# Galois

Ã‰variste Galois (1811-1832) was a French mathematician who made major contributions to algebra, number theory, and group theory during his short lifespan.

At the age of 12, Galois joined Louis-le-Grand school where he had his troubled times. He felt that the school building with its grilled windows and gates was more like a prison than a school. He found that the school teachers were often arrogant and intimidating, and failed to motivate him and other students. Rebelling against their manner, he refused to study or do his assignments. The teachers demoted him to lower grade thinking he was stupid. Though Galois loved learning, he struggled with the textbooks the school used, and thought they were very elementary. He wanted to read the original texts and papers written by great thinkers and not a childish interpretation of their discoveries. Galois once found a copy of the famous French mathematician Legendre’s work on geometry, and it is believed that he read the entire text from cover to cover like a good novel. Galois often performed mathematical problems mentally, and skipping important steps, wrote his solutions in chicken scratches. This was one reason for his contention with his teachers who expected all his arguments and calculations written methodically on paper. Nonetheless, he gained a reputation as an argumentative student.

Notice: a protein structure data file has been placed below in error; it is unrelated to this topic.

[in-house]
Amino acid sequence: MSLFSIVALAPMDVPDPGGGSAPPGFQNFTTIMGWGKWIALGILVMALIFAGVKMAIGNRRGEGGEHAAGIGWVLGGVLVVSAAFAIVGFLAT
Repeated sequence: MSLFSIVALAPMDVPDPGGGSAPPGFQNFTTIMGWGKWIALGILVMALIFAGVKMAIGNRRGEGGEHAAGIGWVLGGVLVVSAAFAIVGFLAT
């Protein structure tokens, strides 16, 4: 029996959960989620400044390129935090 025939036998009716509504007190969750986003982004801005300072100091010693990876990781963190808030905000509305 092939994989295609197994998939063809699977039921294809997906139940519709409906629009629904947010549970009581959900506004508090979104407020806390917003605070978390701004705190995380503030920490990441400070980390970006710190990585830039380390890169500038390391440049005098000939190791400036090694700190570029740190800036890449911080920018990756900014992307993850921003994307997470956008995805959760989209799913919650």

After high school, Galois wanted to join L’ Ã‰cole Polytechnique, a prestigious French college, but he failed the college entrance examination twice. In his first attempt at the entrance test, the examiners wanted to see all of Galois’s arguments and steps in problems presented methodically but as usual Galois had done most of them in his head. In his second attempt, he had an altercation with the examiners during the oral part of his examination, and in an angry spur of the moment, he hurled an eraser at one of the examiners hitting him in the face. After his second chance of getting accepted at L’ Ã‰cole Polytechnique disappeared abruptly, he began working on some original mathematical ideas on his own. He had already mastered the works of Legendre and Lagrange. Recognizing that Galois was a genius, Professor Louis-Paul-Emile Richard encouraged him to collect and send his discoveries to the elite group of scholars L’AcadÃ©mie franÃ§aise which was founded in 1635 by Cardinal Richelieu who was the Chief Minister of King Louis XIII. Following Professor Richard’s advice, Galois submitted a paper about his discoveries to Augustin-Louis Cauchy, a famous mathematician and professor at L’ Ã‰cole Polytechnique. However, Cauchy lost Galois’s paper and never had a chance to read it. Perhaps he had dismissed the work as coming from an amateur. After failing to get admission to L’ Ã‰cole Polytechnique, Galois eventually entered the L’Ã‰cole Normale, a far inferior institution for mathematical studies at that time, where he found some professors sympathetic to him.